Objective: Sodium-glucose cotransporter 2 (SGLT2) inhibitors have lately become the recommended treatment in patients with type 2 diabetes and high cardiovascular risk. Patients with posttransplant diabetes mellitus (PTDM) also have high cardiovascular risk. The aim of this study was to investigate the safety and efficacy of empagliflozin in renal transplant recipients with PTDM.
Research design and methods: Forty-nine renal transplant recipients were included in an investigator-initiated, single-center, prospective, double-blind study and randomized to receive either 10 mg empagliflozin or placebo once daily for 24 weeks. Patients transplanted >1 year ago, diagnosed with PTDM, with stable renal function (estimated glomerular filtration rate [eGFR] >30 mL/min/1.73 m2), and with stable immunosuppressive therapy were studied.
Results: Forty-four renal transplant recipients (22 empagliflozin/22 placebo, 34 males) completed the study. Median (interquartile range) change in glycated hemoglobin (HbA1c) was significantly reduced with empagliflozin compared with placebo: -0.2% (-0.6, -0.1) (-2.0 mmol/mol [-6.5, -1.0]) vs. 0.1% (-0.1, 0.4) (1.0 mmol/mol [-0.75, 3.8]) (P = 0.025). The magnitude of glucose reduction was dependent on GFR and baseline HbA1c. The treatment also resulted in a significant reduction in body weight of -2.5 kg (-4.0, -0.05) compared with an increase of 1.0 kg (0.0, 2.0) in the placebo group (P = 0.014). There were no significant differences between the groups in adverse events, immunosuppressive drug levels, or eGFR.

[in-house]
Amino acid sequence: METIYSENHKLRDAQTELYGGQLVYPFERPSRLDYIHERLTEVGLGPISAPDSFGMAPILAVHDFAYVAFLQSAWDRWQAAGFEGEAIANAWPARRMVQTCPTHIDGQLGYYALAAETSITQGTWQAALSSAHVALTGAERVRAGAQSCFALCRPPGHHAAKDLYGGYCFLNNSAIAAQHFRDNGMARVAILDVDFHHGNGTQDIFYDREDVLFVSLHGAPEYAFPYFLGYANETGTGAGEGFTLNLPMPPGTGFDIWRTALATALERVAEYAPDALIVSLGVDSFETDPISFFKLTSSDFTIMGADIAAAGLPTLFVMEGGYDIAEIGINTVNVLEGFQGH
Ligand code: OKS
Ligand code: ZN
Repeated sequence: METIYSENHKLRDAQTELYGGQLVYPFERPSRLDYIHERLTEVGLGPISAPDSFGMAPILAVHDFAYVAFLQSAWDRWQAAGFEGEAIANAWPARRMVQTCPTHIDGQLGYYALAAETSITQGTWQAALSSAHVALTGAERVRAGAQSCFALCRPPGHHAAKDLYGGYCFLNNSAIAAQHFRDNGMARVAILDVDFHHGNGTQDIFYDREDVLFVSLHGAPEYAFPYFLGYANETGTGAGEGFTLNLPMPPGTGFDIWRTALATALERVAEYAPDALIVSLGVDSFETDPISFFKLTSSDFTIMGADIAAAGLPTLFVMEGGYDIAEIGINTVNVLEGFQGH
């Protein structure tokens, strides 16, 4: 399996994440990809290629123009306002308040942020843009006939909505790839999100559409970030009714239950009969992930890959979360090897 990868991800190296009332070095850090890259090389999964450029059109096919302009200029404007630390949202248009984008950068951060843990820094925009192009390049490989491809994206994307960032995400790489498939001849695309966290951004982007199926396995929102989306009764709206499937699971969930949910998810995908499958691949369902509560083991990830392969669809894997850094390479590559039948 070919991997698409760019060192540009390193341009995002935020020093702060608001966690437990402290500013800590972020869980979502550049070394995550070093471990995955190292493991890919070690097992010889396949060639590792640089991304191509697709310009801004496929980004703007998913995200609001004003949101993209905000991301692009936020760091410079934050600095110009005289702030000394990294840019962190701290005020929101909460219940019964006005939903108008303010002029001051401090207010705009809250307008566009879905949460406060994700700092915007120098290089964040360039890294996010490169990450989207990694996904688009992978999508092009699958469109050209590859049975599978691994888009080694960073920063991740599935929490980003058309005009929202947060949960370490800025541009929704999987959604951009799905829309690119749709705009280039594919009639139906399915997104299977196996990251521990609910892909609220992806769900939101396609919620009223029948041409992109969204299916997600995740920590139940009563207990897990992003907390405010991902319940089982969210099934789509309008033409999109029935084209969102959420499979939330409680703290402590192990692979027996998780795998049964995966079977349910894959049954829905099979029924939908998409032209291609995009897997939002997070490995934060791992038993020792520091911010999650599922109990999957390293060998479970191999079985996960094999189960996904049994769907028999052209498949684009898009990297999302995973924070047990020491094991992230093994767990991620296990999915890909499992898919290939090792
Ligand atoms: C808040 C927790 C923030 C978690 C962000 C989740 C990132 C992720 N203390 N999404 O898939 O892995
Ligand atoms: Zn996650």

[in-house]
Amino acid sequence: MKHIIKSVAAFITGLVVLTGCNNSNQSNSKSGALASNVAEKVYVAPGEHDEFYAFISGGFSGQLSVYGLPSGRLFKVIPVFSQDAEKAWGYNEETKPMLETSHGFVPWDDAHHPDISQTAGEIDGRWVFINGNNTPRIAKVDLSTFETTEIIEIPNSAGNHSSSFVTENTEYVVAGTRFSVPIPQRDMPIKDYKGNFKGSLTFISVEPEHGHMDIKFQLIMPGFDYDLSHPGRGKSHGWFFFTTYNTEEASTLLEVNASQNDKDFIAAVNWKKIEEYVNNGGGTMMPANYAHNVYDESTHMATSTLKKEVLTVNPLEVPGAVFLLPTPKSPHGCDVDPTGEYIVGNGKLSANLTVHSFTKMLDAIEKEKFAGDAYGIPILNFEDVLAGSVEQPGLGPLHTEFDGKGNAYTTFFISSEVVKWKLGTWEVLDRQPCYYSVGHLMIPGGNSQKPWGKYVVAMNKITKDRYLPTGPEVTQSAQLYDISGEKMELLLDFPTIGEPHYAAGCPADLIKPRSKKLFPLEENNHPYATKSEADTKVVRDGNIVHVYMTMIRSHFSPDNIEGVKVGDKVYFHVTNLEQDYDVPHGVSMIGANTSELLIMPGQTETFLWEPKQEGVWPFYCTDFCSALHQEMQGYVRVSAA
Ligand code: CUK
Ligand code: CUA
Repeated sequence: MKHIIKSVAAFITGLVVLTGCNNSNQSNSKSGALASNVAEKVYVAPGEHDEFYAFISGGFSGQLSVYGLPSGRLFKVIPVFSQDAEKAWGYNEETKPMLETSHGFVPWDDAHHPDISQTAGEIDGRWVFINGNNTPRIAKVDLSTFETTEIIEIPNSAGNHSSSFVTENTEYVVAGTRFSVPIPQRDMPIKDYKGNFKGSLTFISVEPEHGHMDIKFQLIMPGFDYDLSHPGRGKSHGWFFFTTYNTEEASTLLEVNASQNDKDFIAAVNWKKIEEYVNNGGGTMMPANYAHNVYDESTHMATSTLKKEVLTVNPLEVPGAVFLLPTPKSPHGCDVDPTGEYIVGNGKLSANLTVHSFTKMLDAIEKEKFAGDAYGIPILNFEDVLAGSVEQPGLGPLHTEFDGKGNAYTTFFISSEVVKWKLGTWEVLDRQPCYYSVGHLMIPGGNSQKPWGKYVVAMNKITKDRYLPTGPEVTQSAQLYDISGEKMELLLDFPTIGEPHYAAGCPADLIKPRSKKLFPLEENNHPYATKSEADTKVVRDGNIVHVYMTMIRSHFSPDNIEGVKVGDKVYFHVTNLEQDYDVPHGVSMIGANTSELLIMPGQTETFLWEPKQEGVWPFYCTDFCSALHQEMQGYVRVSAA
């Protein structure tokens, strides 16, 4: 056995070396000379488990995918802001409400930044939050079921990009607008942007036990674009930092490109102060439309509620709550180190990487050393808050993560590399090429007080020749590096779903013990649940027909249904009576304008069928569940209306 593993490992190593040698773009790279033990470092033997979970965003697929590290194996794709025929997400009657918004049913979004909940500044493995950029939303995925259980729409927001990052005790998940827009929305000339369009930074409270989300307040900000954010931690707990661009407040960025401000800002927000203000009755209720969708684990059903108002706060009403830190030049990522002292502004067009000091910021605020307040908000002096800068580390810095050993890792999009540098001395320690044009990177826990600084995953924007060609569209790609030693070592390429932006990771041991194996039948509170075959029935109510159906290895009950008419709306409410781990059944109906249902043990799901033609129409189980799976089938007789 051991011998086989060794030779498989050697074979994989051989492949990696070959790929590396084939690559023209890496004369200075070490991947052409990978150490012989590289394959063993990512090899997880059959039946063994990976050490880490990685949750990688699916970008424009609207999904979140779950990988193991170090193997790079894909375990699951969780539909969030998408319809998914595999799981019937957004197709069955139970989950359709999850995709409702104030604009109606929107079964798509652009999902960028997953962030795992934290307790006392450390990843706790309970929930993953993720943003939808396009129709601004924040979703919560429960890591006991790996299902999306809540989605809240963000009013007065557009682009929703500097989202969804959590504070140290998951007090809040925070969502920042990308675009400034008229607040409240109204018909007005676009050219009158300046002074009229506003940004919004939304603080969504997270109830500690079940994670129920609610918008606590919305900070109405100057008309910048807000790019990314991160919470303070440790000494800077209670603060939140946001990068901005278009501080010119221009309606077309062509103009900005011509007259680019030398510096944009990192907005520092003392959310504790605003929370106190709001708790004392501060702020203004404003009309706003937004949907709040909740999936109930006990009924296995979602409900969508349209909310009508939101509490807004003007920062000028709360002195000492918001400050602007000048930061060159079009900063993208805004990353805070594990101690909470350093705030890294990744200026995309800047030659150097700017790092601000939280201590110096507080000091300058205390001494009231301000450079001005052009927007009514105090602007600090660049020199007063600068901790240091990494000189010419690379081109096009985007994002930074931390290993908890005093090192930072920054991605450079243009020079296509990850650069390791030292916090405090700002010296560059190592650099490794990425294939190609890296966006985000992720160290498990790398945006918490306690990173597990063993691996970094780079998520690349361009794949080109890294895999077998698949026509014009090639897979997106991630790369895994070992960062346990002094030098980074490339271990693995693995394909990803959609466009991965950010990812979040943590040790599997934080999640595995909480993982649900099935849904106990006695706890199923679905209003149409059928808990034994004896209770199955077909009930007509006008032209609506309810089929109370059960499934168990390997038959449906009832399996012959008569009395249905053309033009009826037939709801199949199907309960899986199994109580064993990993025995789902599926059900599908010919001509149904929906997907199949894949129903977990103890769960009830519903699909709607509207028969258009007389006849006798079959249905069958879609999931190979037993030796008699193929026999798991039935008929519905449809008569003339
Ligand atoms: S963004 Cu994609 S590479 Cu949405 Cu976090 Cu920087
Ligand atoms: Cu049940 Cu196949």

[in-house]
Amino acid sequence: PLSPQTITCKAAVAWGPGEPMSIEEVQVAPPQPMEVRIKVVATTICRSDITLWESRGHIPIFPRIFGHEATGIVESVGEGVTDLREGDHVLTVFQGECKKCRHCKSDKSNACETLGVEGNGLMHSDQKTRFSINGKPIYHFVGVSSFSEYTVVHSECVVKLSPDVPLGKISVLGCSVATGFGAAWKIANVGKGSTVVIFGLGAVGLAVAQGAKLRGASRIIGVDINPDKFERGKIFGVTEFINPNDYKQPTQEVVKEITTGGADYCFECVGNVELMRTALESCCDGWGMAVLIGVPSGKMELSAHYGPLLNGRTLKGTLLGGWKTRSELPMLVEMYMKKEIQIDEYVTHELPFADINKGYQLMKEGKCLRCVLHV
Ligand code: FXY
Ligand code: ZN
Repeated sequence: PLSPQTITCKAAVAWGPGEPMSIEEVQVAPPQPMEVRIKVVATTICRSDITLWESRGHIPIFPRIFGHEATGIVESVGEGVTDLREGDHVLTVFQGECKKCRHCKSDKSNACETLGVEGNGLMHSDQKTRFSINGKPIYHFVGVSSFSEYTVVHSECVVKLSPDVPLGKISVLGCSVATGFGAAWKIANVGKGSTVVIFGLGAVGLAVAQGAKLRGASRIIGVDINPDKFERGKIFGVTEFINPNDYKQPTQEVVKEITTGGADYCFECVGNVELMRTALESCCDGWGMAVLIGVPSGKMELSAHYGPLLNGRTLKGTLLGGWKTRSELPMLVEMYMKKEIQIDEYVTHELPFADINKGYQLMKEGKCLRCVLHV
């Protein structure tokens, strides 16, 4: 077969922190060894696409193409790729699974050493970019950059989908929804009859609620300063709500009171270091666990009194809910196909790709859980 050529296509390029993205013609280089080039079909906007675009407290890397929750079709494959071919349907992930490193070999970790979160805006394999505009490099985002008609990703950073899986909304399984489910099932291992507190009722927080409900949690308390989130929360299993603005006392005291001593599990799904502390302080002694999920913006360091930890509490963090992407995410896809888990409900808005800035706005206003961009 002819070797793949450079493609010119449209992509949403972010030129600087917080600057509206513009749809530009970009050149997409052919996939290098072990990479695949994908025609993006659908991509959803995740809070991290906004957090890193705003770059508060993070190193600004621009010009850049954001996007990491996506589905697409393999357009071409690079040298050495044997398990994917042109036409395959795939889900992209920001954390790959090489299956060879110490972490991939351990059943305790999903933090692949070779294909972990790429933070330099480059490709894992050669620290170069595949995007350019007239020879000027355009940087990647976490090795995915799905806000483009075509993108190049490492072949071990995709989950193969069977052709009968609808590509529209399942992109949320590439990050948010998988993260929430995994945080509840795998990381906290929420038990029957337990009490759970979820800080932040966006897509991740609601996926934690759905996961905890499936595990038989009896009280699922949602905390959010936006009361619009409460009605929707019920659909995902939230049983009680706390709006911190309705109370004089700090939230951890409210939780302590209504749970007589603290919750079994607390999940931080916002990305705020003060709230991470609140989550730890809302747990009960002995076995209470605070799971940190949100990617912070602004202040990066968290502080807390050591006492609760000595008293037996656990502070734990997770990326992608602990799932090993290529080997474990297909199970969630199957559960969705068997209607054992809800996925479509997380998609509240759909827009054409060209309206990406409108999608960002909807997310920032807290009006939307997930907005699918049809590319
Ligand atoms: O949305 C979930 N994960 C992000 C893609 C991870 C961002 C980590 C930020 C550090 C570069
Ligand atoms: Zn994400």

Conclusions: Empagliflozin appeared safe and improved glycemic control in renal transplant recipients with PTDM compared with placebo. A concomitant reduction in body weight was seen.
Trial registration: ClinicalTrials.gov NCT03157414.
© 2019 by the American Diabetes Association.